In meinem Halbzeitbericht vom Juli habe ich berichtet über den Fortschritt bei Lesedi. In den ersten vier Monaten haben wir viel eingeführt, umstrukturiert und optimiert. Es kamen Abhängigkeiten an meine Person auf und daher standen die letzten drei Monate eher im Zeichen der Nachhaltigkeit und Übergabe. Hierfür passten wir das Organigramm an, verstärkten das Team in Mabopane mit einer erfahrenen Managerin, tauschten zwei Mitarbeiter aus und schulten / arbeiteten die optimierten Abläufe sauber ein.

Im Oktober hat dann das neue Team gezeigt was es kann. Erstmals wurden fast alle operativen Ziele und KPIs erreicht und gleichzeitig war das 5 Jahres Jubiläum ein super Erfolg (siehe den Bericht von Joachim). Mittels einer neuen Lesedi Broschüre haben wir die Veränderungen an unsere wichtigsten Geldgeber kommuniziert und Lesedi’s Wirkung mittels Zahlen, Fakten und einem tollen Film von Amai kristallklar darstellen können.

Anfangs November folgten dann die Farewells und ich musste von den vielen mir ans Herz gewachsenen Menschen in Mabopane und Pretoria Abschied nehmen. Einmal ein Lesedi – Immer ein Lesedi!

Etwas mehr möchte ich nun über meine Zeit bei Lesedi bezüglich meiner persönlichen Weiterentwicklung berichten, schliesslich steht ja ausser Frage, dass ein solches Sabbatical alles andere als selbstlos ist.

No shit Sherlock – Ich denke mein Aufenthalt in dieser mir kulturell fremden Region hat mich gelehrt ein besserer Zuhörer zu sein. Oft setzte ich Dinge voraus, welche nach meinen Werten richtig und angebracht waren – hier jedoch keine Gültigkeit hatten. Ich habe gelernt mehr aufzunehmen und viel mehr auf Details und Gemütszustände zu achten.

Screw it lets do it – Grundsätzlich wohl fühlte ich mich, wenn ich die Zukunft planen und strukturieren konnte. Schnell habe ich aber lernen müssen, dass die Planungssicherheit aufgrund mangelnder Infrastruktur und Disziplin in Afrika nicht gegeben ist. Oft macht es daher Sinn, einfach mal etwas zu versuchen und schauen, wie es sich entwickelt. Gleiche Herangehensweise hat durchaus seine Berechtigung in der Schweiz: aus irgendwelchen Gründen verbleibt man im Planen und Zögern statt einfach zu handeln und damit vieles ins Rollen zu bringen.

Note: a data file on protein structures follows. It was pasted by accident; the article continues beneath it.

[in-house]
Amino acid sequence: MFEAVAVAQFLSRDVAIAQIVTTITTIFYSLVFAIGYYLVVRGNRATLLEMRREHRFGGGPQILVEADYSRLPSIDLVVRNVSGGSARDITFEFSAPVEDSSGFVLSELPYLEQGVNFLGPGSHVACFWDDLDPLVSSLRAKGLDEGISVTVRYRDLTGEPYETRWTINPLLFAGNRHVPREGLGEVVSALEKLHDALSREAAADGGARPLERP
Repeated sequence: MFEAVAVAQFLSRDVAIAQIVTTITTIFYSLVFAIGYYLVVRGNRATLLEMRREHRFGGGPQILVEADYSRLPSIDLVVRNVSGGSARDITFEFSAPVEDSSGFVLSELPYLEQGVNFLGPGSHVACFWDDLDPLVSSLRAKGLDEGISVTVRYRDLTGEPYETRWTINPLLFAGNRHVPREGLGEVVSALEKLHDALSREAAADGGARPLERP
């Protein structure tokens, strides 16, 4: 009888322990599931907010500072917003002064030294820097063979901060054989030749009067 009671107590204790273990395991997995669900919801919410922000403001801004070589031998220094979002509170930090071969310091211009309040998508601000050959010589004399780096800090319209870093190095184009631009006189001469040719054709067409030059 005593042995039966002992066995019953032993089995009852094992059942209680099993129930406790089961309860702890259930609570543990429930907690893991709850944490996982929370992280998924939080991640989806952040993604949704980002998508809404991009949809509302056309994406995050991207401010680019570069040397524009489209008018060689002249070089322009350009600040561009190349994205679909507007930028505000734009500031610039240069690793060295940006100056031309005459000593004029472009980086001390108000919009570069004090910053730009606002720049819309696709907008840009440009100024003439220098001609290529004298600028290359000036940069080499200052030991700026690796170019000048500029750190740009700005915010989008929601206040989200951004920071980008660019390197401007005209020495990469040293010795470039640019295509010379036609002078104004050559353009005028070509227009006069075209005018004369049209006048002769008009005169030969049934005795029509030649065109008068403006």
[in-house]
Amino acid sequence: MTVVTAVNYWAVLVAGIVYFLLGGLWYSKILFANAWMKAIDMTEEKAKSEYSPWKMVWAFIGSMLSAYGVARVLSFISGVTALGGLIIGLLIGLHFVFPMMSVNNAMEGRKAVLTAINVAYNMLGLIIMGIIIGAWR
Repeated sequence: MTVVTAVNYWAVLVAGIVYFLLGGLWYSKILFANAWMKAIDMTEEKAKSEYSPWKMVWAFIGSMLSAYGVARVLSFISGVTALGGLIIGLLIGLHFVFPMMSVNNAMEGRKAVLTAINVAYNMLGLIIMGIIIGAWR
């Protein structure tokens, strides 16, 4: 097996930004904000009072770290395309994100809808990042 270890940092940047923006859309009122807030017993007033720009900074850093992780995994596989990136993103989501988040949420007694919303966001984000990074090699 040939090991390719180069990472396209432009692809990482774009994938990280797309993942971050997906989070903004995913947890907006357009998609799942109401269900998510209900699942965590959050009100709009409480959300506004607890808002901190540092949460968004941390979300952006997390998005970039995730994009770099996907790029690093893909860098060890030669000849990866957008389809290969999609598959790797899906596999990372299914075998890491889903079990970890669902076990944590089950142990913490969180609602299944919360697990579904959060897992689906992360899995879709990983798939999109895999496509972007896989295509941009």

All or nothing – Hinter allen Aktivitäten von Lesedi steht Herzblut und Leidenschaft. Entweder man geht etwas an oder man lässt etwas komplett bleiben. Gleicher Grundsatz gilt bei der Rekrutierung der Mitarbeiter. Von allen ist verlangt, dass sie sich extrem mit dem NGO identifizieren. Wer (nur) Geld verdienen will, hat keinen Platz.

We rise by lifting others – Ich musste lernen, dass viele Menschen für ihr Unglück nicht verantwortlich gemacht werden dürfen. Zum Beispiel sind die Grund- und Sekundarschulen in Südafrika in den Townships extrem schlecht und viele Menschen absolvieren ihre Jugend damit alles richtig gemacht zu haben. Trotzdem aber bleibt ihre Zukunft komplett aussichtslos. Diese Menschen sind auf unsere Hilfe angewiesen. Diejenigen die das Privileg haben zu wissen, haben die Verantwortung zu handeln.

Who are you to judge – Während meinen Reisen in Süd – und Südostafrika habe ich die verschiedensten Menschen, Kulturen und Völker kennengelernt. Menschen mit den verschiedensten Werten, Bedürfnissen, Freuden und Problemen. Unmöglich lässt sich hierfür ein gemeinsamer Nenner finden, so dass ich glaube, ein etwas offener Mensch geworden zu sein.

Give precious memories – Anfänglich hatte ich den Anspruch das Leben von Armut geplagten Menschen nachhaltig zu verbessern. Aktionen, die in der Ganzheit für die Menschen ‚eh nichts bringen’ fand ich verwerfungswürdig. Nun, mit den vergangenen Monaten, habe ich aber gelernt, dass auch ‚nur’ einzelne Wohltaten extrem mächtig sein können, denn sie geben einzelnen Individuen schöne Erinnerungen, von denen sie lange zehren können.

Get over yourself – Das eigene Hemd ist uns naturgemäss am nächsten, jedoch macht eine egoistische Haltung nicht immer Sinn für das Ganze. Ich denke, ich habe nun etwas mehr Respekt für die Bedürfnisse anderer, auch wenn diese unsichtbar oder anonym sind.  Auch konnte ich etwas an meiner Fähigkeit arbeiten, die eigenen Bedürfnisse zu analysieren und im Zweifelsfall unterzuordnen. Exemplarisch hat man dies jeweils anhand den älteren Leuten sehen können, welche jedes erdenkliche Individuum mit viel Respekt und Wertschätzung behandelten. Wertschätzung die auch mir als Volunteer tagtäglich gezeigt wurde.

Ja, somit schliesse ich also meine Zeit mit vielen neuen Erfahrungen ab. Die nächsten 6 Wochen werde ich noch etwas in Südostafrika reisen und dann nach total knapp einem Jahr wieder in die Schweiz zurückkehren. Vielen herzlichen Dank an alle, welche dieses unvergessliche Jahr ermöglicht haben.